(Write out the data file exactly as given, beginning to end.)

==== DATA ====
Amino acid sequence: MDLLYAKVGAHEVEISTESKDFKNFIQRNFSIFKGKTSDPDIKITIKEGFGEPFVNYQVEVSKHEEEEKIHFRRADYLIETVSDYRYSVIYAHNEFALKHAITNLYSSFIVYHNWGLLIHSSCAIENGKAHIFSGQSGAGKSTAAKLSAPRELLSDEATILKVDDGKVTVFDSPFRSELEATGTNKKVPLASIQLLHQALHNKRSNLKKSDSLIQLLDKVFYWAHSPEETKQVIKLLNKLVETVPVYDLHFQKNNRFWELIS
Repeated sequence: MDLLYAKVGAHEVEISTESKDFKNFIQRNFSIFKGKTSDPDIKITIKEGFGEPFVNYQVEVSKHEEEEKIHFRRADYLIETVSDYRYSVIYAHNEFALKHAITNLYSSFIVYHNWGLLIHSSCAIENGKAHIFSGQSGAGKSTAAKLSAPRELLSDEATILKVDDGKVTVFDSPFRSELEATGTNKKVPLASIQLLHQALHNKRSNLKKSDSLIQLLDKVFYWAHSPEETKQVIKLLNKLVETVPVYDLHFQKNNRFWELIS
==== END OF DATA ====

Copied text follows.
Amino acid sequence: MDLLYAKVGAHEVEISTESKDFKNFIQRNFSIFKGKTSDPDIKITIKEGFGEPFVNYQVEVSKHEEEEKIHFRRADYLIETVSDYRYSVIYAHNEFALKHAITNLYSSFIVYHNWGLLIHSSCAIENGKAHIFSGQSGAGKSTAAKLSAPRELLSDEATILKVDDGKVTVFDSPFRSELEATGTNKKVPLASIQLLHQALHNKRSNLKKSDSLIQLLDKVFYWAHSPEETKQVIKLLNKLVETVPVYDLHFQKNNRFWELIS
Repeated sequence: MDLLYAKVGAHEVEISTESKDFKNFIQRNFSIFKGKTSDPDIKITIKEGFGEPFVNYQVEVSKHEEEEKIHFRRADYLIETVSDYRYSVIYAHNEFALKHAITNLYSSFIVYHNWGLLIHSSCAIENGKAHIFSGQSGAGKSTAAKLSAPRELLSDEATILKVDDGKVTVFDSPFRSELEATGTNKKVPLASIQLLHQALHNKRSNLKKSDSLIQLLDKVFYWAHSPEETKQVIKLLNKLVETVPVYDLHFQKNNRFWELIS